In the three-parent embryo debate, why is it assumed that scientists are always neutral and benign?

Why do people assume that white-coated scientists are simply neutral – or benign - in the work they do, asks Francis Phillips (PA)

When I sat down to listen to the BBC’s five o’clock news programme on the radio yesterday, for a fleeting minute, as the broadcaster introduced the item about the Commons vote on “three-parent babies”, I indulged in the fantasy that some MP, with great debating gifts as well intellectual power and moral intensity, had stood up during the debate and actually persuaded the House by the force of their argument not to go ahead. Then the news came: a vote in favour by a majority of 254 votes. As I said, I was indulging in fantasy rather than reality.

I heard the news with the usual sinking feeling that follows from Commons debates on subjects like this. When was the last time that a Commons debate concerning the subject of the very start of life, the egg and embryonic stage, concluded “No, we won’t do this – because it is ethically wrong?” Most people, like me, do not have the scientific training to discuss in detail what is at stake, so we rely on what the experts tell us. However, as Christians, we recognise that where the dignity of human life is concerned, even at its earliest stages, we have to ask the fundamental question: will the science that is being proposed tamper with this dignity?

This ethical consideration was why Bishop John Sherrington, speaking for the Bishops’ Conference of England and Wales, stated that the Church is “opposed in principle to these procedures where the destruction of human embryos is part of the process.” There are other considerations too: the mitochondrial donation which would combine the DNA of three people into one IVF embryo would for the first time alter the human genetic make-up, not just of the IVF babies created by the process, but of future generations of children within affected families. As Christian Medical Comment said, there were five questions that needed to be discussed in Parliament: Is it necessary? Is it safe? Will it work? Is it ethical? Is the debate being handled responsibly? None of them was properly answered in the Commons.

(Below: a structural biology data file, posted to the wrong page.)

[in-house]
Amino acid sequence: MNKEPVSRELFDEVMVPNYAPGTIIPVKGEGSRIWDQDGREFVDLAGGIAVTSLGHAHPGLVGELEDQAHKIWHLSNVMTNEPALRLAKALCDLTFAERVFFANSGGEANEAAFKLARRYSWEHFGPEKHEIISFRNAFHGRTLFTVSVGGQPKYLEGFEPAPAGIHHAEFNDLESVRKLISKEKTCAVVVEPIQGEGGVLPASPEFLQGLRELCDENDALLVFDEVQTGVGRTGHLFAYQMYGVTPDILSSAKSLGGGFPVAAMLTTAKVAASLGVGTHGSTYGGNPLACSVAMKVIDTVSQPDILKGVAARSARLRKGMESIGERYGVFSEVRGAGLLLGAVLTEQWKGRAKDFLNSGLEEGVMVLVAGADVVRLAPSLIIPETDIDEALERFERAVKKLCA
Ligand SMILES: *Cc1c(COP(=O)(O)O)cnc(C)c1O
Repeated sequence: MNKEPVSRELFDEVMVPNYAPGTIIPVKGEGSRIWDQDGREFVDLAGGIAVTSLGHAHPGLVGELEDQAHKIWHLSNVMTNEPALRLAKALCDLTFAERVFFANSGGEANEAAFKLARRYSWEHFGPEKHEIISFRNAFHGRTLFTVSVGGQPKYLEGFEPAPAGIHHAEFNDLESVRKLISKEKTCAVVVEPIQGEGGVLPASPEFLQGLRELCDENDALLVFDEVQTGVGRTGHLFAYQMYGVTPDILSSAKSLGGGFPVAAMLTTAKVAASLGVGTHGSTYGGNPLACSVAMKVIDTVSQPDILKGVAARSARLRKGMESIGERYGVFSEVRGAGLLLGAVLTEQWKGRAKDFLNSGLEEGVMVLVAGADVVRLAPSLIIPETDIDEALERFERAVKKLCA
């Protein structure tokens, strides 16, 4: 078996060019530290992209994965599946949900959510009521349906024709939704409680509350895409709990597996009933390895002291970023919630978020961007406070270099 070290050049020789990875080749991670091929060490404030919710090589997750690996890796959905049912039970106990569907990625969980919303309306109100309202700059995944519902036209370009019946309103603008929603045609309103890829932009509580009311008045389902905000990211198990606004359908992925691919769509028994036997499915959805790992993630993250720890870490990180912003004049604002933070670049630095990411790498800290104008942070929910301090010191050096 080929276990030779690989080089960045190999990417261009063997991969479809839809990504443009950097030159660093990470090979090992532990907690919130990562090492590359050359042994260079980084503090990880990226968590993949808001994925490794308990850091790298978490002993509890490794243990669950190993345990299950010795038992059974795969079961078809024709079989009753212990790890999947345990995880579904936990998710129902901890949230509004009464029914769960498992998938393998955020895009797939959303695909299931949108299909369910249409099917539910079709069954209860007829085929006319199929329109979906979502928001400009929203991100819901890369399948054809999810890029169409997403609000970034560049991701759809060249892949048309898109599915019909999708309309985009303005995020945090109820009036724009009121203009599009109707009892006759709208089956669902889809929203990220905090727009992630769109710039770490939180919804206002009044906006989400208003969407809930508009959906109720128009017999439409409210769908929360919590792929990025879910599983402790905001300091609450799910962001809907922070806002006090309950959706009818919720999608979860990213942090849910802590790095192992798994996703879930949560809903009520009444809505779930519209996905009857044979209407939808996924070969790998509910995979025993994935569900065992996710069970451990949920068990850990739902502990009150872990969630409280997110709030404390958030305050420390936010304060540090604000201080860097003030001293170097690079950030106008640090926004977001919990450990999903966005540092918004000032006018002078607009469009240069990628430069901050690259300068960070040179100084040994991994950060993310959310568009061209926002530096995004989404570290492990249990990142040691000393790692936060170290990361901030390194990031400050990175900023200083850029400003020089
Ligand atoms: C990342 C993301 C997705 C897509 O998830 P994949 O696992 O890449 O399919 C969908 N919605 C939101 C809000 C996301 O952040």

Tory MP Fiona Bruce voiced the concerns of those opposing the vote: “Because they permit the genetic modification of human embryos and oocytes; because these regulations permit human embryos to be created only to be destroyed.” She also warned it would set a dangerous precedent: “Once we approve this procedure, where will it end?” Where indeed?

Naturally, all the experts lined up to support this new technique were keen to play down its ethical implications. Health minister Jane Ellison emphasised that it would not lead to a slippery slope of genetically modified designer babies and Dr Jeremy Farr, director of the Wellcome Trust, stated that “Families who know what it is like to care for a child with a devastating disease are best placed to decide whether mitochondrial donation is the right option for them.” The Prime Minister, whose son Ivan had suffered from epilepsy and cerebral palsy, added that “It is not playing God with nature” and that “it is much more like a kidney donation or lung donation rather than some sort of fundamental change that is being made.” As Tory MP Jacob Rees-Mogg, who voted against the amendment, pointed out, this analogy is patently untrue: “You are not curing somebody of something, you are creating someone different. People have compared it to blood transfusions. That is simply wrong.”

My final thoughts: why do people assume that white-coated scientists are simply neutral – or benign – in the work they do? They are no more so than historians (as historian David Starkey pointed out of his own Cambridge teacher, Geoffrey Elton, who influenced Hilary Mantel’s “slant” on the Tudor court of Henry VIII); why are such debates always conducted emotionally, with particular blighted families in the foreground? Does desiring a cure for a sick child have to trump all other considerations? Why should we think the Human Fertilisation and Embryology Authority, the fertility regulator, which has been behind so much undignified experimentation on embryos, speaks the same language or inhabits the same moral universe as Christians?

The fervent atheists who run the country in Lord of the World, a book I blogged about on Tuesday, constantly talk about “the progress of man.” We have come to think that all scientific breakthroughs and discoveries must be “progress”. In the hands of fallible humans, especially those who run the country, along with the pressure groups, experts and lobbies behind them, this is not the case.